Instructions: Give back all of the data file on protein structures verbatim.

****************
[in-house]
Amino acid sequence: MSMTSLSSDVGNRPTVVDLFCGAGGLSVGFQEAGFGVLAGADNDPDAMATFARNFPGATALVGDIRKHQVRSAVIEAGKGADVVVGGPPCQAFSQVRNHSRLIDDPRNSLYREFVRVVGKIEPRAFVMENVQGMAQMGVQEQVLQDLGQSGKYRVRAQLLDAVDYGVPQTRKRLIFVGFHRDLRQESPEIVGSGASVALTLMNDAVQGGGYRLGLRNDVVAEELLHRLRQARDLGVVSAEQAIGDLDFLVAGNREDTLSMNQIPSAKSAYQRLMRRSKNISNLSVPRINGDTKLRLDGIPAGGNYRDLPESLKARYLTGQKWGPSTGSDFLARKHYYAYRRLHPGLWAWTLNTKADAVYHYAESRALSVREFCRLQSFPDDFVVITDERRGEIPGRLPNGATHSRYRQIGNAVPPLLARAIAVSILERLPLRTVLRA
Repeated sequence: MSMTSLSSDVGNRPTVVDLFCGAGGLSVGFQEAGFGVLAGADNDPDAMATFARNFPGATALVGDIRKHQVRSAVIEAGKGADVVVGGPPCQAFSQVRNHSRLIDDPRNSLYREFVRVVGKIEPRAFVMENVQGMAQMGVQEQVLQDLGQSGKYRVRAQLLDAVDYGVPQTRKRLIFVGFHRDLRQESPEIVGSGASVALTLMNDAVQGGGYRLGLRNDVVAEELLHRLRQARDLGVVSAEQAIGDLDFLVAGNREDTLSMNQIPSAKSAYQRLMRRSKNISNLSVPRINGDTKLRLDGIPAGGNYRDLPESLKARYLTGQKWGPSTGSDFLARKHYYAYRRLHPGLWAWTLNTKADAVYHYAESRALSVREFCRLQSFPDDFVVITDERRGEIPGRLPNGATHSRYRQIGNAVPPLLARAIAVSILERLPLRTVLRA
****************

[in-house]
Amino acid sequence: MSMTSLSSDVGNRPTVVDLFCGAGGLSVGFQEAGFGVLAGADNDPDAMATFARNFPGATALVGDIRKHQVRSAVIEAGKGADVVVGGPPCQAFSQVRNHSRLIDDPRNSLYREFVRVVGKIEPRAFVMENVQGMAQMGVQEQVLQDLGQSGKYRVRAQLLDAVDYGVPQTRKRLIFVGFHRDLRQESPEIVGSGASVALTLMNDAVQGGGYRLGLRNDVVAEELLHRLRQARDLGVVSAEQAIGDLDFLVAGNREDTLSMNQIPSAKSAYQRLMRRSKNISNLSVPRINGDTKLRLDGIPAGGNYRDLPESLKARYLTGQKWGPSTGSDFLARKHYYAYRRLHPGLWAWTLNTKADAVYHYAESRALSVREFCRLQSFPDDFVVITDERRGEIPGRLPNGATHSRYRQIGNAVPPLLARAIAVSILERLPLRTVLRA
Repeated sequence: MSMTSLSSDVGNRPTVVDLFCGAGGLSVGFQEAGFGVLAGADNDPDAMATFARNFPGATALVGDIRKHQVRSAVIEAGKGADVVVGGPPCQAFSQVRNHSRLIDDPRNSLYREFVRVVGKIEPRAFVMENVQGMAQMGVQEQVLQDLGQSGKYRVRAQLLDAVDYGVPQTRKRLIFVGFHRDLRQESPEIVGSGASVALTLMNDAVQGGGYRLGLRNDVVAEELLHRLRQARDLGVVSAEQAIGDLDFLVAGNREDTLSMNQIPSAKSAYQRLMRRSKNISNLSVPRINGDTKLRLDGIPAGGNYRDLPESLKARYLTGQKWGPSTGSDFLARKHYYAYRRLHPGLWAWTLNTKADAVYHYAESRALSVREFCRLQSFPDDFVVITDERRGEIPGRLPNGATHSRYRQIGNAVPPLLARAIAVSILERLPLRTVLRA